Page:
Secondly, although just under a third of all characters are female, devs are still shying away from making them the lead or highlighting them in their advertising – and when they do, they tend to use the characters that are overly sexualized. So progress is being made, but that progress is predictably slow, and studios are still falling back on the usual tired old tropes that male gamers will only take notice of female characters if they’re sex objects. (That, by the way, is never going to get any less insulting to gamers of all genders.)

Thirdly, I found that female characters among the indies tended to be less sexualized and more likely to be a lead, but the majors tended to be the opposite. Smite, the AAA title from Hirez Studios, was an especially irritating example – there are 41 playable characters, of which 12 are female, and 8 of those are heavily sexualized. PC Gamer described it as the ‘surprise of PAX’ – frankly, the only thing surprising to me about it was that anyone thought it was something special, because it looks like a League of Legends knockoff to me.


On one hand I’m hopeful, because this is progress, of a sort. On the other hand… I heard a lot of excuses, when I asked the fateful question: how many of your characters are female?

There were excuses as to why the devs simply couldn’t add women to the game, so that the absence of female characters was not due to unconscious bias or sexism, oh no. It was because they had to follow certain undefined rules. This honestly did not sit well with me, but I wasn’t there to be rude or start a fight, so I took some notes and moved on. It’s still pretty damn cowardly, and it means they avoid taking responsibility or even making an effort to fix the problem. I expect better than that.

Here’s some of what I heard:

  • I was told a few times that adding female characters would have been anachronistic for the game in question. Frankly, this excuse will always be stupid and lazy. If your game has Ghandi leading an army against Cleopatra, you have lost the “historical accuracy” high ground – and you lose it a second time when you don’t do the research and learn about how women have always fought. I’m looking at you, Rome: Total War 2 – the dev told me that they had several hundred generals that could appear during the game and only one or two women because “it wouldn’t be accurate”. Impressed I am not.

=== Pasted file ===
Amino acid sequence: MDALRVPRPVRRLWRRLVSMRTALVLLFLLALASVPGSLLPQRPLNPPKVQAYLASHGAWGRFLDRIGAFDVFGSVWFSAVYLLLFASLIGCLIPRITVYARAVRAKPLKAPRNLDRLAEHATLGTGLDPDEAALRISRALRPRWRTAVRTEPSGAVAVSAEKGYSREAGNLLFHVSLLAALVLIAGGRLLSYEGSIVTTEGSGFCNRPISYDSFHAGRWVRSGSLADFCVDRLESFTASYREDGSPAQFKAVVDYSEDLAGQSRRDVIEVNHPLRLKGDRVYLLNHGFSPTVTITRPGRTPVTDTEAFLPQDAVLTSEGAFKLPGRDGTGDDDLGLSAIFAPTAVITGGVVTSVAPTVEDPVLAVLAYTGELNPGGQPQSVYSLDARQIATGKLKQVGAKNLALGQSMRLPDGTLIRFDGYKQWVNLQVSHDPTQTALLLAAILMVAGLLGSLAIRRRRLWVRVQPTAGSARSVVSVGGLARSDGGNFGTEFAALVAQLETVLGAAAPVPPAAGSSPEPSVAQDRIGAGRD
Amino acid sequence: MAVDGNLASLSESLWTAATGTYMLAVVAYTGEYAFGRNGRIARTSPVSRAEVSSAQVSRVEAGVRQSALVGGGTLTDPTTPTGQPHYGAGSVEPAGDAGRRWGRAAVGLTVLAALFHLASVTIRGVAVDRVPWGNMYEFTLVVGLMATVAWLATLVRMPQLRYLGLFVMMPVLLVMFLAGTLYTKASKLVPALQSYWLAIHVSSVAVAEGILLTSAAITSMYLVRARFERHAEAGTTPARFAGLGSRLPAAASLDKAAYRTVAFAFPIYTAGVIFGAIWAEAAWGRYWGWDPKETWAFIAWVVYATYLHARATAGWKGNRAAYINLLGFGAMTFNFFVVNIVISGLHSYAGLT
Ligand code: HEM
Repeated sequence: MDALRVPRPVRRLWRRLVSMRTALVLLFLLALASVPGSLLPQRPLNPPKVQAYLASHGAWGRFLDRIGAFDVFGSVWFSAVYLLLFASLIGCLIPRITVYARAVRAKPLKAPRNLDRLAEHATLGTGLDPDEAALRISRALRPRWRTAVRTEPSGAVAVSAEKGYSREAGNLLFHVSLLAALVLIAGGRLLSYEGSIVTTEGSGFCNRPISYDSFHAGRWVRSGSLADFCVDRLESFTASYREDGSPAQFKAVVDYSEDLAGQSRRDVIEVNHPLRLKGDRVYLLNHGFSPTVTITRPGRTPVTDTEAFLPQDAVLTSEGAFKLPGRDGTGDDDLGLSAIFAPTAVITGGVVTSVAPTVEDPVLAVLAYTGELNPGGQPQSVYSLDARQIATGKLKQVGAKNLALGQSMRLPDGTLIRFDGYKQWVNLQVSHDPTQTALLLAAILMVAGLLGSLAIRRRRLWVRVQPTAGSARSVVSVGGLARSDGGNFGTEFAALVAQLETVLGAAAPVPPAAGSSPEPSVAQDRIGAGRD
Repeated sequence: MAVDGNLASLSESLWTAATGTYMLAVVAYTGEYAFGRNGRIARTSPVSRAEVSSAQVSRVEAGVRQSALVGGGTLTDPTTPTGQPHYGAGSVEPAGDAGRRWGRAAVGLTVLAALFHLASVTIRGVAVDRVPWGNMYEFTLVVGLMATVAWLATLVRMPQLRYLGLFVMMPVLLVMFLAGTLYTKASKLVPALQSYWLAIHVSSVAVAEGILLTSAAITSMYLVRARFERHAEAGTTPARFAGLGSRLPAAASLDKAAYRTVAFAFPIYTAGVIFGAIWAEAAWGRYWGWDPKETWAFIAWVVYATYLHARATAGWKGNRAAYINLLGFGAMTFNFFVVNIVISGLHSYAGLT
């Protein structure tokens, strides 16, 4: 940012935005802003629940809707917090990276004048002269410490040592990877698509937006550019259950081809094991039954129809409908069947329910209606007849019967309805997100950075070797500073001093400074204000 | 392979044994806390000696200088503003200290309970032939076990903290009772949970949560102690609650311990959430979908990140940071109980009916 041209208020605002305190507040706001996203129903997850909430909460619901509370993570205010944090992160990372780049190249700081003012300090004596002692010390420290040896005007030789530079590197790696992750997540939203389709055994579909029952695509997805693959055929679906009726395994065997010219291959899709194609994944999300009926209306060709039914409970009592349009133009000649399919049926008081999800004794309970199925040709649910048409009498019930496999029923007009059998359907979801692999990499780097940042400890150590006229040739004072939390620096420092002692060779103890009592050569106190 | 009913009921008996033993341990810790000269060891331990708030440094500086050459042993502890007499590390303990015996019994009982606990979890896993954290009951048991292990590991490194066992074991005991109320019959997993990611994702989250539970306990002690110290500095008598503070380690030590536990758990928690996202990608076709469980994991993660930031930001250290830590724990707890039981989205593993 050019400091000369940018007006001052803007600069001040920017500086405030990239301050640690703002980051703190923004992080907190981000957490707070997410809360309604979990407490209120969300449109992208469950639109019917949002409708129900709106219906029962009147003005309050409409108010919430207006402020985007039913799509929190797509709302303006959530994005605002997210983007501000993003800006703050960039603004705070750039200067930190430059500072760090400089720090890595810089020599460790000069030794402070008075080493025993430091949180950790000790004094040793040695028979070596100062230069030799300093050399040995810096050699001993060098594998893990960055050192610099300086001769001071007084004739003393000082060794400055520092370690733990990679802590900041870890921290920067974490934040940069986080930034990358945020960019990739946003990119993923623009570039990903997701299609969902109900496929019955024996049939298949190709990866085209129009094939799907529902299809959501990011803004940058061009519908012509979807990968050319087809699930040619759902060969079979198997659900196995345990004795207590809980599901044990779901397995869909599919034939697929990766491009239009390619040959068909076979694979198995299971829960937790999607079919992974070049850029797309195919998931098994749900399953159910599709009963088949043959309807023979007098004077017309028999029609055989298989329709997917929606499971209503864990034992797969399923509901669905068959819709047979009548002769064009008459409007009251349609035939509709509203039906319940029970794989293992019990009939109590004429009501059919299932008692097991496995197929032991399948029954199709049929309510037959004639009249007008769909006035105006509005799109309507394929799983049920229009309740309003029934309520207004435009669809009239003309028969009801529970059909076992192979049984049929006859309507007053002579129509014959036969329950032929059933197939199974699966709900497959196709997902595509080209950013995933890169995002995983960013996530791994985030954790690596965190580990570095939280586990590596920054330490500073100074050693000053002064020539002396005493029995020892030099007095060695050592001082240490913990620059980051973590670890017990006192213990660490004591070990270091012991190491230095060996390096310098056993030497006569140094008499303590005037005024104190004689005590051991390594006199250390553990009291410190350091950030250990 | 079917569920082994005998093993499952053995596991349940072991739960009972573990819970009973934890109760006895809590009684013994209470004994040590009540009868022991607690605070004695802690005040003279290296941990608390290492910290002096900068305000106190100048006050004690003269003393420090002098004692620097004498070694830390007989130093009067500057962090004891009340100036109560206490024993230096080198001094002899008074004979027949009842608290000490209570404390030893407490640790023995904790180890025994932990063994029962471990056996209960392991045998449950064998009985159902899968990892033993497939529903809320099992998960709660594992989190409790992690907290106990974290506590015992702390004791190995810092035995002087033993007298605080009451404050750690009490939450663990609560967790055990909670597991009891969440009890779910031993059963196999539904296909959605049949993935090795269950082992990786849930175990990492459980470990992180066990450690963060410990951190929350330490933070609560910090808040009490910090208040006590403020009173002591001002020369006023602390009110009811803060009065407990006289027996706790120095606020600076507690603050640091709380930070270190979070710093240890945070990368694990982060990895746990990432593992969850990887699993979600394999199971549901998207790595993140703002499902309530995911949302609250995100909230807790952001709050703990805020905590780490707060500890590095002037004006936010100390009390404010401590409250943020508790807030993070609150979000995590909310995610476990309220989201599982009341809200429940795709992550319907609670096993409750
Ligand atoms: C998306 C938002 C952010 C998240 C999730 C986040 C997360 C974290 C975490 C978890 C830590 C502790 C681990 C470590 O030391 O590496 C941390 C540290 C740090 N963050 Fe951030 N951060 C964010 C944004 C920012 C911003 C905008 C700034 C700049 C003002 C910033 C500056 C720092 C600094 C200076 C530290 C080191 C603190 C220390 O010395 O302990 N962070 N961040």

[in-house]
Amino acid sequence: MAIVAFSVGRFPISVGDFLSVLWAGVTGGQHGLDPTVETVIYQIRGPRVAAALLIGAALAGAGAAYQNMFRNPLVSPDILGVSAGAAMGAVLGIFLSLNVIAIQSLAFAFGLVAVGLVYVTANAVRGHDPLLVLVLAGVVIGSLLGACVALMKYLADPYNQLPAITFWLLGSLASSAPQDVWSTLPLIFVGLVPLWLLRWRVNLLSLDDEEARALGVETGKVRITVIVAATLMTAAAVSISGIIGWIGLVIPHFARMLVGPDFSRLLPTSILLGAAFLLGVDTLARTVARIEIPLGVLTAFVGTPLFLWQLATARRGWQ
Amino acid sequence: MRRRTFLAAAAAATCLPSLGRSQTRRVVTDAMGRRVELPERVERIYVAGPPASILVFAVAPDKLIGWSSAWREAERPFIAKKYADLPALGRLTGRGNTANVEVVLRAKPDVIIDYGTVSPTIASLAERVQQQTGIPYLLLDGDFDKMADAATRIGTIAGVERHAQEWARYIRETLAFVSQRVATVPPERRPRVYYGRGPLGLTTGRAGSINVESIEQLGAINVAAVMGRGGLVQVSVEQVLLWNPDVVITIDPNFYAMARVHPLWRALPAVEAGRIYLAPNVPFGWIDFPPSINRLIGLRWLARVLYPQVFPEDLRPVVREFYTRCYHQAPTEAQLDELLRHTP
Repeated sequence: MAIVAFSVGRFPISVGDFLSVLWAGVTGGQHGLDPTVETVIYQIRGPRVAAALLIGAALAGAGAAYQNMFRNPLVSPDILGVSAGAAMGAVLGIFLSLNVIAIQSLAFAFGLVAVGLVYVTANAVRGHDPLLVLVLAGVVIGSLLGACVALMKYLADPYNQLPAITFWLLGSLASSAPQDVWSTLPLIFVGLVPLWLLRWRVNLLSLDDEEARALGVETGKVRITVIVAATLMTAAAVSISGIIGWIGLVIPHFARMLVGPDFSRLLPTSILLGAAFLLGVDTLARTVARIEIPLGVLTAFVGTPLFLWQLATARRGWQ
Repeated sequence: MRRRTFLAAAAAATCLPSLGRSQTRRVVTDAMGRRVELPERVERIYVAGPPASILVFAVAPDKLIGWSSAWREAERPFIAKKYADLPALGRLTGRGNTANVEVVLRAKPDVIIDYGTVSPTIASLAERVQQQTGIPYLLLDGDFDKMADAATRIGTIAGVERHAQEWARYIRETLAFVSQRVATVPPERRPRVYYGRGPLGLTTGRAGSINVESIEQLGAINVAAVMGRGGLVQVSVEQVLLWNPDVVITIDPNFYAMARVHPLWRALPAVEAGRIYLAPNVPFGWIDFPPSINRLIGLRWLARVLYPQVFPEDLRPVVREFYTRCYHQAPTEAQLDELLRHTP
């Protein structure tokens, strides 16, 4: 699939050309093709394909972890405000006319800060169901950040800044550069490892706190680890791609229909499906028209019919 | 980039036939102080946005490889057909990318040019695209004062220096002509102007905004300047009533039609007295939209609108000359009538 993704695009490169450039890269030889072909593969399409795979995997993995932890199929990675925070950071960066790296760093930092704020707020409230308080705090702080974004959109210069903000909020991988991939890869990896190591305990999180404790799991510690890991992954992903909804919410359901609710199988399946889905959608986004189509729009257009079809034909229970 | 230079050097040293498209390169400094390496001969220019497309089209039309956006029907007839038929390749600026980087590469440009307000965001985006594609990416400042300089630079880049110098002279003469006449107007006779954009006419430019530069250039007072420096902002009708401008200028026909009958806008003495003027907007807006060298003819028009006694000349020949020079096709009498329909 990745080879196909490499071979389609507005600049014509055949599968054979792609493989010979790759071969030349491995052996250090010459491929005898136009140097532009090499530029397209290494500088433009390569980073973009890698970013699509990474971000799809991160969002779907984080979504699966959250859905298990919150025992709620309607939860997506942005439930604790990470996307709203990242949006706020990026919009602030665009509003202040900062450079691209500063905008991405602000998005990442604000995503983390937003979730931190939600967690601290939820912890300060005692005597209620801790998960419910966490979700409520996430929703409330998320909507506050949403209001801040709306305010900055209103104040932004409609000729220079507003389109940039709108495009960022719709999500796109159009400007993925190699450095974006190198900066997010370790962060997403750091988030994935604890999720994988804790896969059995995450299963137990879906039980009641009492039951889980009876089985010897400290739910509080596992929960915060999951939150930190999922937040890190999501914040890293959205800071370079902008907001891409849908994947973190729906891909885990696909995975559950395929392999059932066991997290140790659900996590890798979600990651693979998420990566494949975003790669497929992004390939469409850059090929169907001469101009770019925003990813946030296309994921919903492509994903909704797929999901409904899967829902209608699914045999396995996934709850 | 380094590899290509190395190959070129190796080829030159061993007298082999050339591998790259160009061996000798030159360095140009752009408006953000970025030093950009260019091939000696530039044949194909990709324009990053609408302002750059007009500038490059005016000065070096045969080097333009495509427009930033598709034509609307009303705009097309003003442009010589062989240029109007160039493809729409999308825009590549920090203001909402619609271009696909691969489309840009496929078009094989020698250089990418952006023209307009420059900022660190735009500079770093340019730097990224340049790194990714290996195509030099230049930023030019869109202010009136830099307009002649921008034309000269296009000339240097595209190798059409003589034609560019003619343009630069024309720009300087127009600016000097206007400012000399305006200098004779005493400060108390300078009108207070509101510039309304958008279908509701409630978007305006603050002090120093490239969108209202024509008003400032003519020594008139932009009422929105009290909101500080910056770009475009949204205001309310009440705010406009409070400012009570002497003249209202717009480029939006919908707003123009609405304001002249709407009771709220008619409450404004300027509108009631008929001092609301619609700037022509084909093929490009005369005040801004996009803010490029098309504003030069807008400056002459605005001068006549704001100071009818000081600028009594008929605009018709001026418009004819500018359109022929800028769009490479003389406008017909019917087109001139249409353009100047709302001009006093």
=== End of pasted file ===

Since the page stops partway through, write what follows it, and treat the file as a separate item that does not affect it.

• “It’s not that kind of game.” Yes, I heard this once. I didn’t know how to respond to it then, and I still don’t know now. Unpacking the sheer level of idiocy in this statement is going to take me a while.
  • That they had plans for adding a few female characters later, but what they had on display right now was a wall-to-wall sausage fest. This is rather insulting to me, because it implicitly states that they decided adding multiple male characters was more important than adding even one female.

Overall, I wish there had been more female characters, and more female leads. There’s a lot of problematic stuff at PAX, and it seems that the indies are carrying the industry right now when it comes to female characters in general. So here’s a few shoutouts to the games that are making an effort, and therefore will be getting my money:

  • Transistor, from Supergiant Games, and possibly the only stand-out title of pure, unadulterated awesome in a sea of mediocrity among the majors. One of the few with a female lead, and the demo just blew me away.
  • Contrast, from Compulsion Games, among the indies. Really beautiful art style, and a rare example of a pair of female leads working together.
  • Always Sometimes Monsters, from Devolver Digital, again among the indies. Interesting because the devs included equal numbers of male and female characters, as well as minorities, purely to make this 8-bit RPG more enjoyable in a play-your-way kind of theme.
  • Armello, from League of Geeks, again among the indies. The dev I spoke to was very emphatic about including equal numbers of male and female characters as well as plans to release equal numbers of both in the future, and their effort to create strong female characters. I’ll be buying this digital card/board game even though it’s a few lightyears away from my usual games fare.
  • And finally, Gravity Ghost from Ivy Games, where I talked to one of the very, very few female creators.

For the majors full of excuses: as long as you continue to not give a shit about female gamers like me, I will feel perfectly justified not giving a shit about your games. Every time you overly sexualize your female characters, you make it clear that you don’t want my money.

Keep chasing that male 18-34 demographic, and let me know how that goes when – not if, when – other developers whip the whole market out from under you.